Early time course of change in angiogenic proteins in human skeletal muscle and vascular cells with endurance training

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Angiogenic, mitochondrial, and related transcriptional proteins were assessed in human skeletal muscle and isolated vascular cells during the early phase of endurance training. Thigh muscle biopsies were obtained in healthy young subjects, after one acute bout (n = 9) and after 3, 5, 7, and 14 days (n = 9) of cycle ergometer training. Whole muscle homogenates were analyzed for angiogenic, mitochondrial, and regulatory mRNA and protein levels. Angiogenic proteins were determined in muscle-derived endothelial cells and pericytes sorted by fluorescence-activated cell sorting. Acute exercise induced an increase in whole muscle mRNA of peroxisome proliferator-activated receptor gamma coactivator 1α (4.5-fold; P = .002) and vascular endothelial growth factor (VEGF) (2.4-fold; P = .001) at 2 hours post. After 14 days of training, there was an increase in CD31 protein (63%; P = .010) in whole muscle indicating capillary growth. There was also an increase in muscle VEGF receptor 2 (VEGFR2) (1.5-fold; P = .013), in OXPHOS proteins (complex I, II, IV, V; 1.4- to 1.9-fold; P < .05) after 14 days of training and an increase in estrogen-related receptorα protein (1.5-fold; P = .039) at 14 days compared to 5 days of training. Both endothelial cells and pericytes expressed VEGF and other angiogenic factors at the protein level but with a distinctively lower expression of VEGFR2 and thrombospondin-1 (TSP-1) in pericytes. The findings illustrate that initiation of capillary and mitochondrial adaptations occurs within 14 days of training and suggest that sustained changes in angiogenic proteins including VEGF and TSP-1 are moderate in whole muscle and vascular cells.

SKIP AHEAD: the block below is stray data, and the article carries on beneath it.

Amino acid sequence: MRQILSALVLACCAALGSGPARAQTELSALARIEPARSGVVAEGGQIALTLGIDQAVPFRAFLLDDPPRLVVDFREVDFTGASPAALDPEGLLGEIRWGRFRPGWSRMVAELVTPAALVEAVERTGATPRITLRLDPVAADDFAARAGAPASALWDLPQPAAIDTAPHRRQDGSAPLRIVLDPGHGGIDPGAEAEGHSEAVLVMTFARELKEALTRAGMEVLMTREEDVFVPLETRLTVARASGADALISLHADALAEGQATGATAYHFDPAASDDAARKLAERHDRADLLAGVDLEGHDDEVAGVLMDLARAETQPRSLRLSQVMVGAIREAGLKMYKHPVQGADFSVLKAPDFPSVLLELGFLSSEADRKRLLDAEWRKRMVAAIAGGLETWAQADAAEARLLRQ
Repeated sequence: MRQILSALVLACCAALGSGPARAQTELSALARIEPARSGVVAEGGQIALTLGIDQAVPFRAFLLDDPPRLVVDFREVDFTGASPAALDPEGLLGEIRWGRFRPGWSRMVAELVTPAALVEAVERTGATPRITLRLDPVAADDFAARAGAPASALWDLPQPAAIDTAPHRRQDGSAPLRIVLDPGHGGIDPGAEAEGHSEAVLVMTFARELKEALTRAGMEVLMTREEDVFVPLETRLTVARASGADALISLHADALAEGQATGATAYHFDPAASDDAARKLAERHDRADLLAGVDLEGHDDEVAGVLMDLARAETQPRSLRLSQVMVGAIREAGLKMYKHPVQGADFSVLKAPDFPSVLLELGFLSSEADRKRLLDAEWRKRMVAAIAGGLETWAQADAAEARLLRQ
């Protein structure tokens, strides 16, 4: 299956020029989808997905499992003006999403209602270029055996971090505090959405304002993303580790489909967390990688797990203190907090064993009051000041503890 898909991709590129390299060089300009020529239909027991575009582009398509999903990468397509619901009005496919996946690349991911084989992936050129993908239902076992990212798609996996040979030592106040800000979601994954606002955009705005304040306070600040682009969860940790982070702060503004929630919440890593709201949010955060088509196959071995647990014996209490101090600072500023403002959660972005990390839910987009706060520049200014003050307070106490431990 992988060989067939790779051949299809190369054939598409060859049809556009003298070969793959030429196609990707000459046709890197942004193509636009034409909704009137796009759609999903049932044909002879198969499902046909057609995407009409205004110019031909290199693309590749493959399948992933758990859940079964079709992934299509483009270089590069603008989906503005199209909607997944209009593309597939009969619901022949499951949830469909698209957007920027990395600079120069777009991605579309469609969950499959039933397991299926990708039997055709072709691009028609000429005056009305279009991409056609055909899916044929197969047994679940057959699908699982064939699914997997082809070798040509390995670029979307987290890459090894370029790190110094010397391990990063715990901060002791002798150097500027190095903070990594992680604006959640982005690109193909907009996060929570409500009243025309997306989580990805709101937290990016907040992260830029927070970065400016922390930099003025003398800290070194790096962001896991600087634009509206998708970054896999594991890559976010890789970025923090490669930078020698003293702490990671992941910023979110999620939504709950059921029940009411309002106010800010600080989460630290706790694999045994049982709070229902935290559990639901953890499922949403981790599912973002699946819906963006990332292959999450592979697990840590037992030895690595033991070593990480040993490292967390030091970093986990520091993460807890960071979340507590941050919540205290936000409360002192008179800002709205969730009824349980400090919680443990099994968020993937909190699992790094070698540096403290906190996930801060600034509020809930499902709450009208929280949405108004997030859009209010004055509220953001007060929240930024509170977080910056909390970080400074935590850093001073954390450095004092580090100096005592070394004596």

Original languageEnglish
JournalScandinavian Journal of Medicine & Science in Sports
Issue number7
Pages (from-to)1117-1131
Number of pages15
Publication statusPublished - 2020

Bibliographical note

© 2020 John Wiley & Sons A/S. Published by John Wiley & Sons Ltd.

    Research areas

  • Faculty of Science - Angiogenesis, Endothelial cells, Exercise, Mitochondrial adaptation, Pericytes, PGC1α, Skeletal muscle, VEGF

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